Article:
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# Chapter 3. Literals

In C source code, a literal is a token that denotes a fixed value, which may be an integer , a floating-point number, a character, or a string. A literal's type is determined by its value and its notation.

The literals discussed here are different from compound literals , which were introduced in the C99 standard. Compound literals are ordinary modifiable objects, similar to variables. For a full description of compound literals and the special operator used to create them, see Chapter 5.

# Integer Constants

An integer constant can be expressed as an ordinary decimal numeral, or as a numeral in octal or hexadecimal notation. You must specify the intended notation by a prefix.

A decimal constant begins with a nonzero digit. For example, `255` is the decimal constant for the base-10 value 255.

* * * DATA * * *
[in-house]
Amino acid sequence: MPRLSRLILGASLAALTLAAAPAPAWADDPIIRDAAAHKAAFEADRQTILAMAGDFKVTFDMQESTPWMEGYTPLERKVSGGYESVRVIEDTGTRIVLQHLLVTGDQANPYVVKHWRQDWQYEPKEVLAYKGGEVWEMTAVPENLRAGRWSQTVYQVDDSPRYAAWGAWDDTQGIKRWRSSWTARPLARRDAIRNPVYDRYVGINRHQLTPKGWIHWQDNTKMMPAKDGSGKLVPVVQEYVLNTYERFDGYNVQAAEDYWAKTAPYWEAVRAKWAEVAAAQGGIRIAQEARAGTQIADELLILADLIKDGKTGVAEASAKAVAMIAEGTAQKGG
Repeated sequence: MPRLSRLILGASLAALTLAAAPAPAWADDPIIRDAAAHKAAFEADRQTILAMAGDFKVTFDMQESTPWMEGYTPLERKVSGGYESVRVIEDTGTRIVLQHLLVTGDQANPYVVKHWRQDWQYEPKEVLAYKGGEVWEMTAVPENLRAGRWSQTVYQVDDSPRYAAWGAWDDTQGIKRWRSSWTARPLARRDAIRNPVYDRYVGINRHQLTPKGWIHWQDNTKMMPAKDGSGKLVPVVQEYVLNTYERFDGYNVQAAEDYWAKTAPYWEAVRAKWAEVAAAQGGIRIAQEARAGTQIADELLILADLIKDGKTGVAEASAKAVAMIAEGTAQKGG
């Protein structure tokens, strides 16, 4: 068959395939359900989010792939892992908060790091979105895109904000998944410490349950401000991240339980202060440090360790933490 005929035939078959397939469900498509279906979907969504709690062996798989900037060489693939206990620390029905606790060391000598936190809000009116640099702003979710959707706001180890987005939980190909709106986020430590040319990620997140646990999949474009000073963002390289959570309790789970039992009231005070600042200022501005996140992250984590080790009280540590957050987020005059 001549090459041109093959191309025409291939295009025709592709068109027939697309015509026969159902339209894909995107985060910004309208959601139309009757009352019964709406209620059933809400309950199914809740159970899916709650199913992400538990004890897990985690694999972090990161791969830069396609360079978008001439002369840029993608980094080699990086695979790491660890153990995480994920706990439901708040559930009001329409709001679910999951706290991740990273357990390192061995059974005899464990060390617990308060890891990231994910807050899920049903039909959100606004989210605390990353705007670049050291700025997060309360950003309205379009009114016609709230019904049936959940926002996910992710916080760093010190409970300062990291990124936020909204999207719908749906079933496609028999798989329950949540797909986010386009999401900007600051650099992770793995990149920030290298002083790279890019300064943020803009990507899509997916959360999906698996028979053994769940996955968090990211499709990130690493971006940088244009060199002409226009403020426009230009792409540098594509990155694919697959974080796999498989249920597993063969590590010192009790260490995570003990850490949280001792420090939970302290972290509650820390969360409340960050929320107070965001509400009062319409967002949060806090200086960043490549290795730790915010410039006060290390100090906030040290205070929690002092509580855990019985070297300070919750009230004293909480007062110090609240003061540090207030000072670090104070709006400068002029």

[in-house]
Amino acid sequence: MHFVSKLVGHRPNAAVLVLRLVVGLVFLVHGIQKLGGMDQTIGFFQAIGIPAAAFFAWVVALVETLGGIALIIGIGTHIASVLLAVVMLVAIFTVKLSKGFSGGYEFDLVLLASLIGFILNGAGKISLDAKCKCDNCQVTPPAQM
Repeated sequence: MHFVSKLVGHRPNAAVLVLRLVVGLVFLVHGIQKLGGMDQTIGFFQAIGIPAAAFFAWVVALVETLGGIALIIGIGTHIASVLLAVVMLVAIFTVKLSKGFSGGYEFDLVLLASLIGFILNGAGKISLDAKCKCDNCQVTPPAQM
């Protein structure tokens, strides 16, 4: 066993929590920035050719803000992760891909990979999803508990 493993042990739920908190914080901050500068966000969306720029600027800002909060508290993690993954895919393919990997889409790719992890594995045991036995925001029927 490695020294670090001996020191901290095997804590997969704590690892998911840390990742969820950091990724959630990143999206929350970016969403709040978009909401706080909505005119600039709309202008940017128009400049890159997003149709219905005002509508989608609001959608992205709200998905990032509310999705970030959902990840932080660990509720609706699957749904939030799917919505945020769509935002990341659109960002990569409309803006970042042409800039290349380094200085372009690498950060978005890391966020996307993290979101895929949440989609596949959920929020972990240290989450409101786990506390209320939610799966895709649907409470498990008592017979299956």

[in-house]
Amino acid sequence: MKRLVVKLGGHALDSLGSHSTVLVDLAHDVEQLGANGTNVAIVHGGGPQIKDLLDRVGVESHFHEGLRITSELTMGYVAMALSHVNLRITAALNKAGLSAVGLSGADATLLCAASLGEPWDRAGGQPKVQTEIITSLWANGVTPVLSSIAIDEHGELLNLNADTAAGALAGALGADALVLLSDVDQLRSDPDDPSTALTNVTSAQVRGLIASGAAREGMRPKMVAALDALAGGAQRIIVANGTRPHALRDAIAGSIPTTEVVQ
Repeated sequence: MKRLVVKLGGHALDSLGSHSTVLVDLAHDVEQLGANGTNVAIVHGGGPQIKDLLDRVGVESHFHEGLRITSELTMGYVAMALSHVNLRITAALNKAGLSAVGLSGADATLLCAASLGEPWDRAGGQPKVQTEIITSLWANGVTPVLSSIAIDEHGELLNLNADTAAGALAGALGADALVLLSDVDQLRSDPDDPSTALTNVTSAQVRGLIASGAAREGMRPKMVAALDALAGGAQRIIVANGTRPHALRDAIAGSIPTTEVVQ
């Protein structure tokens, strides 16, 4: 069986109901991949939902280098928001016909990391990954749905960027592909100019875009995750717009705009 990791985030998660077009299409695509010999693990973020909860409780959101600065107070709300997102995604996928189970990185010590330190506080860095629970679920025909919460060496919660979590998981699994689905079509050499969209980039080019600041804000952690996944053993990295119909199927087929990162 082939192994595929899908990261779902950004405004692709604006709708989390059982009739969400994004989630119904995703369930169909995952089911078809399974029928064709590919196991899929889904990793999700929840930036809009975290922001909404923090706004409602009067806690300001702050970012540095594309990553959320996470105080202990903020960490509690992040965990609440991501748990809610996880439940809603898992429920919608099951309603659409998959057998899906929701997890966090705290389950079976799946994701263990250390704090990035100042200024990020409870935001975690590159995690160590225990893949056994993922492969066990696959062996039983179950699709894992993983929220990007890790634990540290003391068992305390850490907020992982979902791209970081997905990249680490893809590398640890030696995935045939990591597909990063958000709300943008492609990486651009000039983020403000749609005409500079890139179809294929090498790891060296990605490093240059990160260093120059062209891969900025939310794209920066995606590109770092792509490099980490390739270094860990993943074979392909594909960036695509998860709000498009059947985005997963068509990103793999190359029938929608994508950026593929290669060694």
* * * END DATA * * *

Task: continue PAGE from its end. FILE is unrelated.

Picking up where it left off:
A number that begins with a leading zero is interpreted as an octal constant. Octal (or base eight) notation uses only the digits from 0 to 7. For example, `047` is a valid octal constant representing 4 × 8 + 7, and is equivalent with the decimal constant `39`. The decimal constant `255` is equal to the octal constant `0377`.

A hexadecimal constant begins with the prefix `0x` or `0X`. The hexadecimal digits A to F can be upper- or lowercase. For example, `0xff`, `0Xff`, `0xFF`, and `0XFF` represent the same hexadecimal constant, which is equivalent to the decimal constant `255`.

Because the integer constants you define will eventually be used in expressions and declarations, their type is important. ...

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